My class participates in the Feeder Watch program. Across the country schools, individuals, actually anyone who wants to can observe their bird feeder, record bird types and numbers and then send the information to Cornell University where it is compiled. It makes a great math moment in the classroom and is such fun looking out our windows to watch the birds feasting on the seeds we have left for them. Students use guide books, binoculars and posters to decide upon which birds they are spying.
You have to be standing at the window to look down on the feeders. But during my times of gathering the class for mini lessons, they are sitting in front of those same windows. I like the natural sunlight streaming in. While on the carpet if the children happen to look up, just behind me and my easel, they can see the sky and a huge oak tree.
Generally I feel they are engaged in my lessons. They are a pretty focused group intent on learning. I try to keep the lessons truly "mini" and succinct so they can go off and apply these skills to their own work of the day. I'm hoping they realize the importance of my words and actions.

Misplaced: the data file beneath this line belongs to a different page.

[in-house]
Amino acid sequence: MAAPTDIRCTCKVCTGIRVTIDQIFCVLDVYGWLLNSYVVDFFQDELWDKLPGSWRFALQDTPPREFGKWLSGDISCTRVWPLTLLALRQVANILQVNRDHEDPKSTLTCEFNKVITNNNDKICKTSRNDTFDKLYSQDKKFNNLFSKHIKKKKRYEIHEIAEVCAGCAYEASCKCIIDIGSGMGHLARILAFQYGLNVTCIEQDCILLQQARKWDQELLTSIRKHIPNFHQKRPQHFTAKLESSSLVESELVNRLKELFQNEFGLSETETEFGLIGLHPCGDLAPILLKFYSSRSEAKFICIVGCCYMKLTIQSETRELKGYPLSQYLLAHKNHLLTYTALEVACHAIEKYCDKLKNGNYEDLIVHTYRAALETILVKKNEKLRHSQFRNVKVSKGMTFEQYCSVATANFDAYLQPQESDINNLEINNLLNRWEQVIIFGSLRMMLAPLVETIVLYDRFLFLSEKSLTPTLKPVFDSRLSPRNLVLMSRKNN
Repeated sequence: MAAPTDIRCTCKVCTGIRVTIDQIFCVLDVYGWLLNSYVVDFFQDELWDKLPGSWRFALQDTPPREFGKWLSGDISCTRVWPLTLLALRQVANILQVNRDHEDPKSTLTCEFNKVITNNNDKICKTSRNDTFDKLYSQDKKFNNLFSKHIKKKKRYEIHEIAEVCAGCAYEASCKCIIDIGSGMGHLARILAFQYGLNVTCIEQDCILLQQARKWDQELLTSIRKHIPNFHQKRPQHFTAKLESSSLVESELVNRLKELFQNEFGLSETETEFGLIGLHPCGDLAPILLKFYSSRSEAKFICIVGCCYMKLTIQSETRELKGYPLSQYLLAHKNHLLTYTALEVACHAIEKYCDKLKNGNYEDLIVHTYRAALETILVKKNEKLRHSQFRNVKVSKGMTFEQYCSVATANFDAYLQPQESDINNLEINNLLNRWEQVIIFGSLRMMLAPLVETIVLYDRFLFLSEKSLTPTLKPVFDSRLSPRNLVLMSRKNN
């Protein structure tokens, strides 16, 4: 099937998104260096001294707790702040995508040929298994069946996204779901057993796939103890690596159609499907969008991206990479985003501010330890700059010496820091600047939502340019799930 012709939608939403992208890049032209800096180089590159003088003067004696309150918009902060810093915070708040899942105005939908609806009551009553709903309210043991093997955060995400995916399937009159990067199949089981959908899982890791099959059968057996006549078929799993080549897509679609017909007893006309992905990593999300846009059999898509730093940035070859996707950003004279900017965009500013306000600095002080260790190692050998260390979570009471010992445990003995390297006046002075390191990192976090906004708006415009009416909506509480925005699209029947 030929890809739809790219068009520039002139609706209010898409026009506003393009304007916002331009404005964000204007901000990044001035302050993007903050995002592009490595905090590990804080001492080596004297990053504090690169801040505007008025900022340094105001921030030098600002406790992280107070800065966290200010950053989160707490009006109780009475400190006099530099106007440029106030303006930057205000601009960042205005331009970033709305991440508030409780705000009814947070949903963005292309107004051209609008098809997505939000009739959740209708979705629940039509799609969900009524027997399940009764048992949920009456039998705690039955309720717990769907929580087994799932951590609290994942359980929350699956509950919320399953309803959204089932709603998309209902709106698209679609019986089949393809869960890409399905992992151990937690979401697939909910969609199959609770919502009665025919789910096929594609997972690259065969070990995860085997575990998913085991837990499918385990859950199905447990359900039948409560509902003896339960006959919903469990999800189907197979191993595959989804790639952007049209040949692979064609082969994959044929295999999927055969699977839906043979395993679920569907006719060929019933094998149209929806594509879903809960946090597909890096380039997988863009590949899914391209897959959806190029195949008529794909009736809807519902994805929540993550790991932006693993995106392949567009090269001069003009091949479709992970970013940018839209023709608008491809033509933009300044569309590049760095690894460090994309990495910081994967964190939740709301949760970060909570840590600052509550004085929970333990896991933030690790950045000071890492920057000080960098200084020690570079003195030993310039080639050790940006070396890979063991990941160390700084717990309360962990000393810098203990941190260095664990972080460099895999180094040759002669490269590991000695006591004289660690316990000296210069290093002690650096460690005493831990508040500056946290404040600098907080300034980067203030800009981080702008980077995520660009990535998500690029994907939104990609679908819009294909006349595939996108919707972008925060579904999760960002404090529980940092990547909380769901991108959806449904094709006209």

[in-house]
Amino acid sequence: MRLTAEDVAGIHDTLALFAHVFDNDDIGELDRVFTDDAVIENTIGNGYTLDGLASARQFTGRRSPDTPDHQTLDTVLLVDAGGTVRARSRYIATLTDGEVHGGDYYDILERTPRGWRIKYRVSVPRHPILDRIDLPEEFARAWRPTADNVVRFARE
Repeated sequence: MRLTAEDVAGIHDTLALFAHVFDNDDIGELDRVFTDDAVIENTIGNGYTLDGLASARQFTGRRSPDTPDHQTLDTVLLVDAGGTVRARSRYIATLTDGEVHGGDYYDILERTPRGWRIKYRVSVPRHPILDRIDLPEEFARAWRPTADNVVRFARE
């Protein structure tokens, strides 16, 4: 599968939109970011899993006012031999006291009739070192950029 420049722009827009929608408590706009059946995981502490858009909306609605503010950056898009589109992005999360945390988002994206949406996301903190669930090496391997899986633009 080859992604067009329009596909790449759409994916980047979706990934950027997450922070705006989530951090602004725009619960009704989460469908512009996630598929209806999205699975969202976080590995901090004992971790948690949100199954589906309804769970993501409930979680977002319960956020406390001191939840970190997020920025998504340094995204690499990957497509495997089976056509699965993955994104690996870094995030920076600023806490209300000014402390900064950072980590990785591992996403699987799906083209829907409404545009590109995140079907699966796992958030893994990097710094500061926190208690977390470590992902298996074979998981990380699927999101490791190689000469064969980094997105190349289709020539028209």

Apparently not so much on one day last week. Well, maybe just a few minutes of disengagement. As I was wrapping up a lesson I had thought provided direction on writing biographies, quiet, shy Eduardo raised his hand to comment. Not one who does so often, I was pleased to see him initiate this comment rather than raising his hand to answer a question. What part of my lesson he is going to talk about I wondered to myself.
"Ms. E, I just saw a mourning dove fly by."
What? Wait! I'm talking biographies here. Is his mind wandering?
Well, others approved of Eduardo's change of subject as I heard, "Yeah, earlier I think I saw a hawk" and "I saw three starlings sitting on a tree branch".
I sulked briefly as it became apparent Eduardo was not the only one glancing up and out the window. Quickly I gathered my bruised teacher ego. Truth is, I love glancing out those same windows. When I stand at the front of our room teaching that class of desks, I'm often laughing inwardly at the antics of several lively squirrels which only I can see.
And they were applying information they had learned. They could identify bird types. Mixed in with biographies.